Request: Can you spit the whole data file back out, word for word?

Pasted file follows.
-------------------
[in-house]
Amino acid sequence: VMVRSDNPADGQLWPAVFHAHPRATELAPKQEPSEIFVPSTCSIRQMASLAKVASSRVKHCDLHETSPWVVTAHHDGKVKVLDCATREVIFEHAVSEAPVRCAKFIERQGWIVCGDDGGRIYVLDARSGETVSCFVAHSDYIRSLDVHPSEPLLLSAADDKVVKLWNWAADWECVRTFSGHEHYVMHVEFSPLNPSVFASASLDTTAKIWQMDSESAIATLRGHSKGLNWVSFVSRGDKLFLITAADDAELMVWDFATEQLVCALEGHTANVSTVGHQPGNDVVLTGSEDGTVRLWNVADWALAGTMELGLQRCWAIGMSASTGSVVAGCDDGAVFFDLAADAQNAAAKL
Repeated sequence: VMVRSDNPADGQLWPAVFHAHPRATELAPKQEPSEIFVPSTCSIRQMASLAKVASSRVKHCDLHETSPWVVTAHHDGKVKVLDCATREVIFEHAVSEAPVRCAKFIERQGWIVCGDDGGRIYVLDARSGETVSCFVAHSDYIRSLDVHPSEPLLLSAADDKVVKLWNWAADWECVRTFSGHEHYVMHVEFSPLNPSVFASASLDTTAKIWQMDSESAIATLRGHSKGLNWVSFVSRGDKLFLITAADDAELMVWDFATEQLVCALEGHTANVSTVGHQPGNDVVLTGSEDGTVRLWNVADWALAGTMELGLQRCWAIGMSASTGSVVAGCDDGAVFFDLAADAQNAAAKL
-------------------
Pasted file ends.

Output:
[in-house]
Amino acid sequence: VMVRSDNPADGQLWPAVFHAHPRATELAPKQEPSEIFVPSTCSIRQMASLAKVASSRVKHCDLHETSPWVVTAHHDGKVKVLDCATREVIFEHAVSEAPVRCAKFIERQGWIVCGDDGGRIYVLDARSGETVSCFVAHSDYIRSLDVHPSEPLLLSAADDKVVKLWNWAADWECVRTFSGHEHYVMHVEFSPLNPSVFASASLDTTAKIWQMDSESAIATLRGHSKGLNWVSFVSRGDKLFLITAADDAELMVWDFATEQLVCALEGHTANVSTVGHQPGNDVVLTGSEDGTVRLWNVADWALAGTMELGLQRCWAIGMSASTGSVVAGCDDGAVFFDLAADAQNAAAKL
Repeated sequence: VMVRSDNPADGQLWPAVFHAHPRATELAPKQEPSEIFVPSTCSIRQMASLAKVASSRVKHCDLHETSPWVVTAHHDGKVKVLDCATREVIFEHAVSEAPVRCAKFIERQGWIVCGDDGGRIYVLDARSGETVSCFVAHSDYIRSLDVHPSEPLLLSAADDKVVKLWNWAADWECVRTFSGHEHYVMHVEFSPLNPSVFASASLDTTAKIWQMDSESAIATLRGHSKGLNWVSFVSRGDKLFLITAADDAELMVWDFATEQLVCALEGHTANVSTVGHQPGNDVVLTGSEDGTVRLWNVADWALAGTMELGLQRCWAIGMSASTGSVVAGCDDGAVFFDLAADAQNAAAKL